Whitewashing “The Hunger Games”
Published: Monday, April 9, 2012
Updated: Wednesday, April 11, 2012 13:04
With the Harry Potter series long over and the Twilight series coming to an end, a desperate Hollywood may have found its salvation in “The Hunger Games,” a new movie based on the bestselling series of young-adult novels by Suzanne Collins. Starring Jennifer Lawrence and Josh Hutcherson, “The Hunger Games” has already garnered favorable reviews from critics and scored the best opening day ever for a non-sequel, pulling in over 68 million dollars when it premiered Friday, March 23 and a total of $155 million for the weekend. Many reviews noted that Lawrence’s superb acting helped distinguish the film from the trove of young-adult targeted dystopian narratives. Yet before the cameras were even rolling, her casting stirred up controversy among fans and non-fans alike.
“The Hunger Games” takes place in the near future where 12 Districts, as punishment for a century-old rebellion, must each choose one male and one female adolescent to participate in the Hunger Games, a contest in which only one of the 24 participants will make it out with his or her life. The series narrator, Katniss Everdeen (Lawrence), is a 16-year-old girl who volunteers after her sister is chosen. Early in the novel, Collins describes Katniss as having dark hair and olive skin. Considering all events take place in a future North America, many readers speculated that Everdeen was multiracial. Though Collins describes Katniss’ mother and sister as having light hair and blue eyes, this does not necessarily bar Katniss from these speculations. Most characters from The Seam, the region where Katniss lives, share her olive skin and dark features. Her mother and sister are anomalies, living in an area where whiteness is not the default—a rarity in most modern media.
Yet despite this, casting calls for the role of Katniss courted exclusively white actresses, effectively barring all non-white and multiracial actresses who also fit her physical description. When light-skinned, blond-haired Lawrence joined the cast, many were upset.
This would not be the first time Hollywood has cast a white actor in a potential non-white role. In fact, many past incidents have been more egregious. Jake Gyllenhaal was cast to play a Persian man just two years ago in “The Prince of Persia” (2010), and white actors were cast to play almost all of the roles in “The Last Airbender” (2010), a movie based on a Nickelodeon cartoon that featured literally no white characters. Most recently, the casting call for the upcoming movie “Akira,” based on the Japanese anime, asked for only white actors to play the leading characters Tetsuo and Kaneda.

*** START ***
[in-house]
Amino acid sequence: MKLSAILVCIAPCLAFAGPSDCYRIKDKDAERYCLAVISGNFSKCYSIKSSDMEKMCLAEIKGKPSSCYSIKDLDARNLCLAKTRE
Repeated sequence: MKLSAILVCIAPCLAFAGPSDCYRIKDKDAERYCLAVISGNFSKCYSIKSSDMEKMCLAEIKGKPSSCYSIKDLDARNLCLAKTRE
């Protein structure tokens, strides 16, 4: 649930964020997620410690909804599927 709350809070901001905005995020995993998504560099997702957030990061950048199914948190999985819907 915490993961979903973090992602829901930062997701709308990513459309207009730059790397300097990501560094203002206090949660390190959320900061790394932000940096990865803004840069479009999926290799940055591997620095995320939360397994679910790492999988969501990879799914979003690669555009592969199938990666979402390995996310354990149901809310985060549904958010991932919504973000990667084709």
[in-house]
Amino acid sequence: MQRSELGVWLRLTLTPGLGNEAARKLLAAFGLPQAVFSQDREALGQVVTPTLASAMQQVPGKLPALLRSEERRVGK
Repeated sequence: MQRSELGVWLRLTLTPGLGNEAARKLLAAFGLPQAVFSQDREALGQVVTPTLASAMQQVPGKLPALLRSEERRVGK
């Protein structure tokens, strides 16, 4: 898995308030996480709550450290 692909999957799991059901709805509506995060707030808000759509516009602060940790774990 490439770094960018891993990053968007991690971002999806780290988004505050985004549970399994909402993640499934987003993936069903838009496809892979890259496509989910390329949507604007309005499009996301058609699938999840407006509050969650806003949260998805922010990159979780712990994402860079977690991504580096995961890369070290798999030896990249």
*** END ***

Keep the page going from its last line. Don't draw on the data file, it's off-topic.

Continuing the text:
Some may cite Idris Elba’s casting as the traditionally white norse god Heimdallr in last year’s Thor as an example of the opposite. However, the casting of a black actor in a traditionally white secondary role is not the same as whitewashing the lead roles of people of color in modern media. Minorities and people of color have disproportionately fewer opportunities to play characters in film, and even fewer opportunities for leading roles when compared to white actors. Every time a non-white character is played by a white actor, that is one less opportunity for underrepresented actors. This phenomenon also contributes to the lack of minority visibility in the media.
In addition, “The Hunger Games” tag on Twitter reveals racism within the fandom itself. Many moviegoers expressed distaste that Rue, a character with dark brown skin and dark hair whom Collins herself described as African American, was played by a black actress. There is an entire tumblr (http://hungergamestweets.tumblr.com/) dedicated to the rampant issue. Many have tweeted on this tumblr, claiming that her death was less sad now that she wasn’t the blond girl they imagined, regardless of the book’s description.
Hollywood succumbs to whitewashing because of a prevailing racist idea that mainstream America is somehow unable to relate to people of color—a terrifying self-fulfilling prophecy that carries over into reality and contributes to ethnic discrimination off the screen. Lawrence is a fantastic actor who deserves the praise that she receives, but her casting perpetuates a racist trend in Hollywood that needs to be recognized and addressed.